Congressman Cohen Presides at Hearing on Implications of Brnovich v. Democratic National Committee and Potential Legislative Responses

July 16, 2021
Press Release
Supreme Court’s recent ruling permits some discrimination in voting laws

MEMPHIS – Congressman Steve Cohen (TN-09), Chairman of the Judiciary Subcommittee on the Constitution, Civil Rights, and Civil Liberties, today presided at a hearing on the “Implications of Brnovich v. Democratic National Committee and Potential Legislative Responses.” The July 1 ruling by the U.S. Supreme Court limits the applicability of Section 2 of the Voting Rights Act of 1965, making it harder to challenge discriminatory voting laws.

In his opening statement, Chairman Cohen said in part:

“More troubling than the outcome in the individual cases at issue in Brnovich was the reasoning underlying it and its potential impact in future cases alleging vote denial claims under Section 2.

“In a brazen opinion, the Court in Brnovich created out of thin air five ‘guideposts’ that lower courts are to follow in assessing vote denial claims under Section 2. These guideposts are found nowhere in the VRA, directly contradict Section 2’s purpose, and potentially narrow its scope. As Justice Kagan wrote in dissent, the Court was operating in a ‘law-free zone.’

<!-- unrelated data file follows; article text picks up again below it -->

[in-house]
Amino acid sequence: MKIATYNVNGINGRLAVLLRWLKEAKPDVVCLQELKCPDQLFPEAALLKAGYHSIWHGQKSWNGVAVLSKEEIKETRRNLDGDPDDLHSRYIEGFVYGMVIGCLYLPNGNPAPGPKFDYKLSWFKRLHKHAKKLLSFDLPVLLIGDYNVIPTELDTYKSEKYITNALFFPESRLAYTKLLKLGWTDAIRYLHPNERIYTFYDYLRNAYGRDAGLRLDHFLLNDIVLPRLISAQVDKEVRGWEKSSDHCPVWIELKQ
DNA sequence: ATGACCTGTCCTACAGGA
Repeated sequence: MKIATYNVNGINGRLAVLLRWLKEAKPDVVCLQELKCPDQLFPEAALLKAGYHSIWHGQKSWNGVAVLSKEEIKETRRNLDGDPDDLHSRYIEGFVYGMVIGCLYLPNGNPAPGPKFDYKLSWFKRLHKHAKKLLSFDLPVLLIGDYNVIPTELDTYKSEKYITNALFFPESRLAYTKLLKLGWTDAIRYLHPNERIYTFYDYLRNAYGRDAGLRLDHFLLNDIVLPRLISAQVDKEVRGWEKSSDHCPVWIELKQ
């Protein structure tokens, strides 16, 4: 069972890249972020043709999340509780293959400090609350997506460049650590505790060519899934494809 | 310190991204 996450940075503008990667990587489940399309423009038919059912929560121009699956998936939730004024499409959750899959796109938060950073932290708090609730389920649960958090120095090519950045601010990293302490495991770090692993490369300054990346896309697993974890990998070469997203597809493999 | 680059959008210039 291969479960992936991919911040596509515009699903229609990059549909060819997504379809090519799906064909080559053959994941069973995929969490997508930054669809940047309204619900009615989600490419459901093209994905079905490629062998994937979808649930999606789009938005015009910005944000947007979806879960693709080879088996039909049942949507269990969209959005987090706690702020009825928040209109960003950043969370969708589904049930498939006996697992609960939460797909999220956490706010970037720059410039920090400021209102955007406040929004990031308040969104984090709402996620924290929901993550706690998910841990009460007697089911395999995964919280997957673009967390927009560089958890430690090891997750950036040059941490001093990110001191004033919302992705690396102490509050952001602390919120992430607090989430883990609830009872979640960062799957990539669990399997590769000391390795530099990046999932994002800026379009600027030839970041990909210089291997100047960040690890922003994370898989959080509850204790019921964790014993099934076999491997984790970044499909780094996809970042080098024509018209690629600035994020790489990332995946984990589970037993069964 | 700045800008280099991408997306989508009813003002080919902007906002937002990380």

“Depending on how lower courts interpret and apply these “guideposts,” any one of them can become a giant loophole for states and localities to discriminate against minority citizens. Taken together, they can present a formidable obstacle for future Section 2 plaintiffs alleging vote denial claims.”

See the entire opening statement here.
See Chairman Cohen’s questioning of expert witnesses here.

Witnesses at today’s hearing were:

• Mr. Sean Morales-Doyle
Acting Director, Voting Rights & Elections, Democracy, Brennan Center for Justice
• Mr. Robert D. Popper
Senior Attorney, Judicial Watch
• Mr. Ezra Rosenberg
Co-Director, Voting Rights Project, Lawyers Committee for Civil Rights Under Law
• Mr. Nicholas Stephanopoulos
Kirkland & Ellis Professor of Law, Harvard Law School